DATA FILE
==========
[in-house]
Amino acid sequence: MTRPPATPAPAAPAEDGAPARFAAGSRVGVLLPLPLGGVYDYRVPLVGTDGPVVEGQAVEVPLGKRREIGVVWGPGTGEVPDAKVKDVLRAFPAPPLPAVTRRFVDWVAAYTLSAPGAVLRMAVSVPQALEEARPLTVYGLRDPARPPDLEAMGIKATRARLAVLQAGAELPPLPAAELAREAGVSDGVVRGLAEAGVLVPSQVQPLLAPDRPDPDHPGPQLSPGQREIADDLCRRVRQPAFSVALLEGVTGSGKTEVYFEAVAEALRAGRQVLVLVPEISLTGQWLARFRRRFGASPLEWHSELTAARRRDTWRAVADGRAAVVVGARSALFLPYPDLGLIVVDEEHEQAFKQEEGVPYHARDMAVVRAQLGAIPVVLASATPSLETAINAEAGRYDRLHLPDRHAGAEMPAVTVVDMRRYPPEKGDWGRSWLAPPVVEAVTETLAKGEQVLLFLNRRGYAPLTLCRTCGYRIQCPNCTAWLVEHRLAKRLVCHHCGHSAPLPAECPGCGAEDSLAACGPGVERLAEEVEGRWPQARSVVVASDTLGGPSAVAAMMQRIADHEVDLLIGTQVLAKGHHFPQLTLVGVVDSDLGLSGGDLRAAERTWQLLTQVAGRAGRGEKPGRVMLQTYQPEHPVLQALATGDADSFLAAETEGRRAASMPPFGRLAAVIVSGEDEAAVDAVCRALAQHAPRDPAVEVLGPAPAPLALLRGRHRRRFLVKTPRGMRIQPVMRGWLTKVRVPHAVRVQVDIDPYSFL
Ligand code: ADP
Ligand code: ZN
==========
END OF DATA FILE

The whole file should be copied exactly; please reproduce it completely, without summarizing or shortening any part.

[in-house]
Amino acid sequence: MTRPPATPAPAAPAEDGAPARFAAGSRVGVLLPLPLGGVYDYRVPLVGTDGPVVEGQAVEVPLGKRREIGVVWGPGTGEVPDAKVKDVLRAFPAPPLPAVTRRFVDWVAAYTLSAPGAVLRMAVSVPQALEEARPLTVYGLRDPARPPDLEAMGIKATRARLAVLQAGAELPPLPAAELAREAGVSDGVVRGLAEAGVLVPSQVQPLLAPDRPDPDHPGPQLSPGQREIADDLCRRVRQPAFSVALLEGVTGSGKTEVYFEAVAEALRAGRQVLVLVPEISLTGQWLARFRRRFGASPLEWHSELTAARRRDTWRAVADGRAAVVVGARSALFLPYPDLGLIVVDEEHEQAFKQEEGVPYHARDMAVVRAQLGAIPVVLASATPSLETAINAEAGRYDRLHLPDRHAGAEMPAVTVVDMRRYPPEKGDWGRSWLAPPVVEAVTETLAKGEQVLLFLNRRGYAPLTLCRTCGYRIQCPNCTAWLVEHRLAKRLVCHHCGHSAPLPAECPGCGAEDSLAACGPGVERLAEEVEGRWPQARSVVVASDTLGGPSAVAAMMQRIADHEVDLLIGTQVLAKGHHFPQLTLVGVVDSDLGLSGGDLRAAERTWQLLTQVAGRAGRGEKPGRVMLQTYQPEHPVLQALATGDADSFLAAETEGRRAASMPPFGRLAAVIVSGEDEAAVDAVCRALAQHAPRDPAVEVLGPAPAPLALLRGRHRRRFLVKTPRGMRIQPVMRGWLTKVRVPHAVRVQVDIDPYSFL
Ligand code: ADP
Ligand code: ZN